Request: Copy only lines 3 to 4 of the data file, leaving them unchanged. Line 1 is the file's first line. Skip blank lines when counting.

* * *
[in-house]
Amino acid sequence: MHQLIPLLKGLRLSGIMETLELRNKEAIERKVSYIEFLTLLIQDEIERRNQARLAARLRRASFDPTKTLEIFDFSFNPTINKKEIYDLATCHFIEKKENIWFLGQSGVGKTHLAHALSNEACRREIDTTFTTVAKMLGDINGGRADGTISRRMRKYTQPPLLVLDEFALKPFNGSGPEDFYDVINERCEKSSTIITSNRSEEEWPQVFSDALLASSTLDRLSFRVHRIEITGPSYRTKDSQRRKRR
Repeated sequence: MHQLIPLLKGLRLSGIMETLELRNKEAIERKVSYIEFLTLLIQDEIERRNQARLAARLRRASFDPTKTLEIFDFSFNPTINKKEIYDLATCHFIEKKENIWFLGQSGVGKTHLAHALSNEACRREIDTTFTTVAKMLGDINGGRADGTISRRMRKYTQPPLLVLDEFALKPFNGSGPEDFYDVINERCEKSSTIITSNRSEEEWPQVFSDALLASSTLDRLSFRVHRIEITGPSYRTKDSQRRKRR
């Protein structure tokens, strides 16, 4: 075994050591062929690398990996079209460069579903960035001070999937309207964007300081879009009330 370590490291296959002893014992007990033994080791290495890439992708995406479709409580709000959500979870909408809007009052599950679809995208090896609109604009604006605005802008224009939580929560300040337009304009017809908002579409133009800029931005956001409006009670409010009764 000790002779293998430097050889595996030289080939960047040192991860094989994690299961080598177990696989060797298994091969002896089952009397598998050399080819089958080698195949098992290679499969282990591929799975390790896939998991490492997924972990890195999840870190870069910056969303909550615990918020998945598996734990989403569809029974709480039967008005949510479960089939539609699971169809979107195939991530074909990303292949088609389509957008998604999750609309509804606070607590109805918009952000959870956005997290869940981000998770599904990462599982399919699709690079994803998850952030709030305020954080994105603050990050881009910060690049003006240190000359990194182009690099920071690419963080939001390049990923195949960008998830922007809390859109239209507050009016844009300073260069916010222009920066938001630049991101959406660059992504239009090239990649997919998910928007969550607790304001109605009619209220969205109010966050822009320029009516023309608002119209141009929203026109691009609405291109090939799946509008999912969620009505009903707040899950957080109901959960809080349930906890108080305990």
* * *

Repeated sequence: MHQLIPLLKGLRLSGIMETLELRNKEAIERKVSYIEFLTLLIQDEIERRNQARLAARLRRASFDPTKTLEIFDFSFNPTINKKEIYDLATCHFIEKKENIWFLGQSGVGKTHLAHALSNEACRREIDTTFTTVAKMLGDINGGRADGTISRRMRKYTQPPLLVLDEFALKPFNGSGPEDFYDVINERCEKSSTIITSNRSEEEWPQVFSDALLASSTLDRLSFRVHRIEITGPSYRTKDSQRRKRR
């Protein structure tokens, strides 16, 4: 075994050591062929690398990996079209460069579903960035001070999937309207964007300081879009009330 370590490291296959002893014992007990033994080791290495890439992708995406479709409580709000959500979870909408809007009052599950679809995208090896609109604009604006605005802008224009939580929560300040337009304009017809908002579409133009800029931005956001409006009670409010009764 000790002779293998430097050889595996030289080939960047040192991860094989994690299961080598177990696989060797298994091969002896089952009397598998050399080819089958080698195949098992290679499969282990591929799975390790896939998991490492997924972990890195999840870190870069910056969303909550615990918020998945598996734990989403569809029974709480039967008005949510479960089939539609699971169809979107195939991530074909990303292949088609389509957008998604999750609309509804606070607590109805918009952000959870956005997290869940981000998770599904990462599982399919699709690079994803998850952030709030305020954080994105603050990050881009910060690049003006240190000359990194182009690099920071690419963080939001390049990923195949960008998830922007809390859109239209507050009016844009300073260069916010222009920066938001630049991101959406660059992504239009090239990649997919998910928007969550607790304001109605009619209220969205109010966050822009320029009516023309608002119209141009929203026109691009609405291109090939799946509008999912969620009505009903707040899950957080109901959960809080349930906890108080305990």